Google generally doesn’t do as well when it builds “follower” products — think Google Plus or Allo. But there are other examples where Google has excelled with later entries (e.g., AdWords, Maps). Right now, Google Home is a follower product seeking to break out of Amazon Echo’s shadow.
On paper, Google should win in this market. It has a larger developer ecosystem. And it has a better assistant. But Amazon is being very aggressive by innovating quickly and offering a dizzying array of devices at different price points. Amazon also has a more powerful sales channel. Overall, Amazon is out-innovating the rest of the “smart speaker” market at the moment.
Amazon now has two devices with screens: Echo Show and the new Echo Spot. According to TechCrunch, Google is also working on a Home device with a touchscreen:
Two sources confirm to TechCrunch that the Google device has been internally codenamed “Manhattan” and will have a similar screen size to the 7-inch Echo Show. One source received info directly from a Google employee. Both sources say the device will offer YouTube, Google Assistant, Google Photos and video calling. It will also act as a smart hub that can control Nest and other smart home devices.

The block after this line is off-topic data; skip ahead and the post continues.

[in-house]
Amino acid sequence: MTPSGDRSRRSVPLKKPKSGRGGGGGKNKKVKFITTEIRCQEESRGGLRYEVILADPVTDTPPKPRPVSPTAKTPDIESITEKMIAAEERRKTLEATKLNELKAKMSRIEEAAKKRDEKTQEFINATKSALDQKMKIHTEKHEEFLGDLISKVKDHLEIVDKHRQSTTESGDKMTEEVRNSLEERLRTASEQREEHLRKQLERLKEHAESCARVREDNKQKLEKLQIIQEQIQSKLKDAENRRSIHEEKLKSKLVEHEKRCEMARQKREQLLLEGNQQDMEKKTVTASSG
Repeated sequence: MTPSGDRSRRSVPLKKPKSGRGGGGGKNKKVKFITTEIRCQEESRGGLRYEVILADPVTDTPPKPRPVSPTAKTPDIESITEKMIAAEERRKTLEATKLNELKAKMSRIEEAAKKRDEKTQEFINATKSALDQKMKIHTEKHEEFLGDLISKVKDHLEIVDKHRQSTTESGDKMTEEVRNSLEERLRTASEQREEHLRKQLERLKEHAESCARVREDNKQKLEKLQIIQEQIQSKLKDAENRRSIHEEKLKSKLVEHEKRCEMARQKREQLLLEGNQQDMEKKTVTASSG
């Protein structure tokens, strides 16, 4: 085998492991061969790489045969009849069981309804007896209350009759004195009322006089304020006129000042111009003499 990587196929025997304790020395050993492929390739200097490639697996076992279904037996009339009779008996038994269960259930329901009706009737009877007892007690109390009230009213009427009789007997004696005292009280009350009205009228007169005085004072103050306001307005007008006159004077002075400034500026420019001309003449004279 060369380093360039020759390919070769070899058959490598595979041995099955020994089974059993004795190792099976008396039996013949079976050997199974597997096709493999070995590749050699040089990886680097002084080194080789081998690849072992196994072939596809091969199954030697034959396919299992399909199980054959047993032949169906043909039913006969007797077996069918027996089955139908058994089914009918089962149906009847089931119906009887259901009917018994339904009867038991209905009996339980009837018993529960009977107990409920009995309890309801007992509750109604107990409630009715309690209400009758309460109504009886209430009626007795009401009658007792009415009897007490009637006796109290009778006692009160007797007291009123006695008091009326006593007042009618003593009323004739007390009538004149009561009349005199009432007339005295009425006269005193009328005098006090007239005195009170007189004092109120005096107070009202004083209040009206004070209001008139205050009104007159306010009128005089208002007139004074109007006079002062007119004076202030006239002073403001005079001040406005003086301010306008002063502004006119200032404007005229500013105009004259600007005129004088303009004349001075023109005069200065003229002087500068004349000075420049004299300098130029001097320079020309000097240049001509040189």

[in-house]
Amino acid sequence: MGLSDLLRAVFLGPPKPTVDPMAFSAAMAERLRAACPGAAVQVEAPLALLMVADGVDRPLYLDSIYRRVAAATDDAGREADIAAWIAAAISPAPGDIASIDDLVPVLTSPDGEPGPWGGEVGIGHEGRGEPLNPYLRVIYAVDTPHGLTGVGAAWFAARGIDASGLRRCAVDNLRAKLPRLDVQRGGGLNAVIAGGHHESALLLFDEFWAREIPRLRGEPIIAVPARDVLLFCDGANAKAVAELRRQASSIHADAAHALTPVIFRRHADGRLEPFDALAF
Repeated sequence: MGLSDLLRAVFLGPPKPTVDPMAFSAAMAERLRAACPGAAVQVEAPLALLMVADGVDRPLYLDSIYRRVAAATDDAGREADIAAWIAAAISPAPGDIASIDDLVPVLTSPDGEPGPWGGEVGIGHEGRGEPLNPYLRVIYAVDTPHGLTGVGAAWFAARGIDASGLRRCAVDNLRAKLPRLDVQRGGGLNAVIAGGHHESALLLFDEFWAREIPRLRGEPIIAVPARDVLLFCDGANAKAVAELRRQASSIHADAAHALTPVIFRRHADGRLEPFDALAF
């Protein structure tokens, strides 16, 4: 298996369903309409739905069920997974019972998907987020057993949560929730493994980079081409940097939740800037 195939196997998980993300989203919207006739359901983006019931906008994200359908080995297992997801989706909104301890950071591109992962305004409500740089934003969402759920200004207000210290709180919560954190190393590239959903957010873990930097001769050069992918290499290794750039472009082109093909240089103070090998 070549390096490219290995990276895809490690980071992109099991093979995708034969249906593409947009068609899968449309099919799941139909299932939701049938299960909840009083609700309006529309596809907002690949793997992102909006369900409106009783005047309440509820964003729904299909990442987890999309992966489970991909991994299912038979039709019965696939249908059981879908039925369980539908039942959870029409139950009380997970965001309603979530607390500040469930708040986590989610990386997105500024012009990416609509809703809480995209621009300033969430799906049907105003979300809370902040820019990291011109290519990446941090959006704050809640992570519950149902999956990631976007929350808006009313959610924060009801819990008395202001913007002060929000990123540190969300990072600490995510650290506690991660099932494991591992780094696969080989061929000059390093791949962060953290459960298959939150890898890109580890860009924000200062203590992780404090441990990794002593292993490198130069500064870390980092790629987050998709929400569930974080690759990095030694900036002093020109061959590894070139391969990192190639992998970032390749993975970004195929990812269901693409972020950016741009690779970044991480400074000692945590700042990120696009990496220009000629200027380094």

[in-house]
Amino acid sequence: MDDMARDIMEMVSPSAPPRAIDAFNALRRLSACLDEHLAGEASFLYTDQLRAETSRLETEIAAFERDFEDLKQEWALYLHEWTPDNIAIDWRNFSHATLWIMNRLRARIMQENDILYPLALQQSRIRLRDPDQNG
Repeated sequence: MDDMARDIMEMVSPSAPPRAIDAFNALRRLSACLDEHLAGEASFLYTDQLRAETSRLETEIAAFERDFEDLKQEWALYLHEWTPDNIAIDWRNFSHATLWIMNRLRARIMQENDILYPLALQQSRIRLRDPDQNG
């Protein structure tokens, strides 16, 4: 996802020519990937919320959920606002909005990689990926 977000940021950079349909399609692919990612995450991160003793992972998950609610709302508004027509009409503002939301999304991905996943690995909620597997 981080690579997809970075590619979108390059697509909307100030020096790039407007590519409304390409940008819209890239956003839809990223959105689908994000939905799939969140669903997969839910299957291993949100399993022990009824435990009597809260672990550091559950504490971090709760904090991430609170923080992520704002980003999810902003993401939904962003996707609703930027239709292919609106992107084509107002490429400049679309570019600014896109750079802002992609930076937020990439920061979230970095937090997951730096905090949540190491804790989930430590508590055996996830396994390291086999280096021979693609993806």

A Home with a touchscreen could run Android apps and offer a stronger screen experience than the sub-optimal Echo Show. It would also enable video calling and be compatible with entertainment services such as Netflix.
Echo Show, right now, doesn’t fully utilize the screen and creates consumer expectations it doesn’t fulfill. An Echo Show 2.0 will likely be an improvement. (I haven’t been hands-on with the new Echo Spot.)
Apple is also well-positioned to offer a smart speaker with a screen — like an iPad Mini embedded in a speaker. It’s not clear whether the company will develop one. Both Amazon and Google are trying to preempt Apple’s HomePod by bringing out smart speakers with better sound that cost less than the $349 price tag Apple wants to charge.
YouTube will be something of a differentiator for Google’s new device. It has withdrawn from Echo Show, allegedly for violating Google’s terms of service.
It remains to be seen how popular touchscreen-enabled virtual assistants are, although preliminary survey data suggests there’s meaningful consumer interest. Regardless, there will likely be in excess of 30 million virtual assistant devices in US households when the smoke clears after holiday shopping is over. You can bet that Amazon will be aggressively promoting its own devices with discounts on its site and mobile apps.
Consumer data also suggests that virtual assistant devices are driving related smart home accessory purchases. The company that wins the smart speaker market will likely also control the smart home ecosystem.